I wanted to pick out some individual pubs from time to time, so this is my first post doing that.
Pubs are undeniably landmarks in both London and the UK generally. Bus routes may mark their termini by pubs: the 55 terminates at “Leyton (Bakers Arms)”, and the 14 at “Putney Heath (Green Man)”. You can probably guess, if you weren’t aware already, that the Nag’s Head junction (at Holloway and Seven Sisters Roads), or the Bricklayer’s Arms junction at the top of Old Kent Road (and the railway terminus which used to be sited there)1 were named after local public houses. There are even a number of areas of London which take their names from pubs: the Angel Islington is perhaps the most famous, and takes its name from a coaching inn which was sited there.2
It has been suggested that one such area named after a pub is Nunhead, in south-east London (just to the south of Peckham). The history isn’t clear on this point — there was a nunnery in the area which may have given rise to the name, though there is little evidence for the rather grisly story related on the sign outside the pub. Certainly, though, the Old Nun’s Head (Nunhead SE15, fig. 12) predates the development of this area by quite some time, possibly as far back as the 17th century.3
During the 18th century, the pub was known for games (it had a skittle alley), dancing and particularly for its tea gardens. These were a fashion of the era — tea had only been introduced to the country during the 17th century and had built up an immense popularity during the early parts of the 18th century to become effectively the national drink. The tea gardens were suburban relatives of the pleasure gardens (such as the famous one at Vauxhall), where high tea was served in the afternoon. To a certain extent, too, they were tainted with the same negative connotations, being the playgrounds of the frivolous leisured classes, encouraging licentious behaviour and gambling, and frequented by prostitutes. There is no indication in the sources that the tea gardens in Nunhead were anything less than respectable.4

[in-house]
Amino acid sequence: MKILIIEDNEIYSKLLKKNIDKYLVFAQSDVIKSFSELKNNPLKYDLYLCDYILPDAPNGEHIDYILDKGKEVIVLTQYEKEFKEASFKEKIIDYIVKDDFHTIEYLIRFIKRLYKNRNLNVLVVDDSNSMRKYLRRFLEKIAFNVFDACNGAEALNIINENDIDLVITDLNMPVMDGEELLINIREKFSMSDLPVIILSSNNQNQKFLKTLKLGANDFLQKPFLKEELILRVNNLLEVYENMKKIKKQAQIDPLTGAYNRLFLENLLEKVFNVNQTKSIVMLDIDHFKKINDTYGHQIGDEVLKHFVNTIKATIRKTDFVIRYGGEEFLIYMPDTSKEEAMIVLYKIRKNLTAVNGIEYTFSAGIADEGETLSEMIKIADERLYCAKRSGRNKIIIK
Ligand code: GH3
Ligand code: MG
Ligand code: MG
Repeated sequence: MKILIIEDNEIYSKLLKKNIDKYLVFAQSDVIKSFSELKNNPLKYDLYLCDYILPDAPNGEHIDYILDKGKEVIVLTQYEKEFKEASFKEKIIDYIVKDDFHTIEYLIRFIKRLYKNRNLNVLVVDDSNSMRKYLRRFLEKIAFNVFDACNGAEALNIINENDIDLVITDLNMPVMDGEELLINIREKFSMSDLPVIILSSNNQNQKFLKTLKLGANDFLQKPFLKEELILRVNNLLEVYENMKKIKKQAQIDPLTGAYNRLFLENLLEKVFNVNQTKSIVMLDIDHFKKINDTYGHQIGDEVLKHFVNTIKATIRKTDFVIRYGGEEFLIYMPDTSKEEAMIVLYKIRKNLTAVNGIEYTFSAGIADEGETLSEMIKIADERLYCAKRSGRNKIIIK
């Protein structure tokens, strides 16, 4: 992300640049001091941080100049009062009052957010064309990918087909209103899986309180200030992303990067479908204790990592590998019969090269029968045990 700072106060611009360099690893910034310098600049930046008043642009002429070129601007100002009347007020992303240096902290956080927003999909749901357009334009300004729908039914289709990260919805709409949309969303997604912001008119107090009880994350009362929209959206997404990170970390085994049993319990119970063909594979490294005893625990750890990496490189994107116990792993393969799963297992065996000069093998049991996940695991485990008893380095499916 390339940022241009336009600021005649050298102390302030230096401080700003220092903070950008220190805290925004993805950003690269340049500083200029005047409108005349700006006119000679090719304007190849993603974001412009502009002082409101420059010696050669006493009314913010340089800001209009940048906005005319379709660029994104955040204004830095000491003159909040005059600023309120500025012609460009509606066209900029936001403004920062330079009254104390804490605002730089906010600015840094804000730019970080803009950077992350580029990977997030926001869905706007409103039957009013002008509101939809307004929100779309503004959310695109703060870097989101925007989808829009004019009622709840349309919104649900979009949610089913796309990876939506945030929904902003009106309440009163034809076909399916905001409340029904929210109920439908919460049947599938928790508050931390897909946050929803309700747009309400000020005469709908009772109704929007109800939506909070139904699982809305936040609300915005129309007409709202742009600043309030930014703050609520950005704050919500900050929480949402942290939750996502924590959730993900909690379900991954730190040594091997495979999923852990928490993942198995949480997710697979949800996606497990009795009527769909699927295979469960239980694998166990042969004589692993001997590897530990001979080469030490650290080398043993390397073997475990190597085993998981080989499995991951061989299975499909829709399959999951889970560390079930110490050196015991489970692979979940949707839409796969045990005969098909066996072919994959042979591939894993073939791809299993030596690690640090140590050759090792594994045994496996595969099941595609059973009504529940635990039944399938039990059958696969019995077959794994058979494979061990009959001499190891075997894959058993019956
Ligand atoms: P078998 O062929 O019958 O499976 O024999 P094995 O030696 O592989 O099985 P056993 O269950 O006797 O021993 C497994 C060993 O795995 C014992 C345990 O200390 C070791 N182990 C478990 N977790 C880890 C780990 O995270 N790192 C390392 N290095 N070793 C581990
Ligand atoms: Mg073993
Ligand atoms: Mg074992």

The pub also illustrates another interesting facet of historical pub habits in that the proprietor during the middle of the 19th century was a woman, Sarah Dyer. Female landlords, even if in a minority, were certainly not unusual throughout the country, and women’s attendance at pubs was not insignificant (though higher in urban and suburban areas than in the countryside).
In any case, the original pub has long since been replaced. The present Tudor-style building dates from 1934, and was closed for several years at the start of the 21st century. It reopened in 2007 with an attractive wooden interior, a good selection of ales, and organic food and wine on the menu.
 This station was built by the Southeastern and London & Croydon train companies as a direct competitor to the traffic brought in by the London & Greenwich company to its London Bridge terminus (where it operated the first passenger train service into London). Bricklayers Arms was opened in 1844, but an agreement soon after with LGR meant that by the following year it was largely confined to goods cargo. It did not close until 1983.
 None of these pubs is still trading, though the building housing The Nag’s Head (Lower Holloway N7) still exists on the junction that bears its name.
 Ben Weinreb and Christopher Hibbert (eds.), The London Encyclopaedia (London: Macmillan, 1983).
 Ron Woollacott, A Historical Tour of Nunhead and Peckham Rye (London: Magdala Terrace, 1995).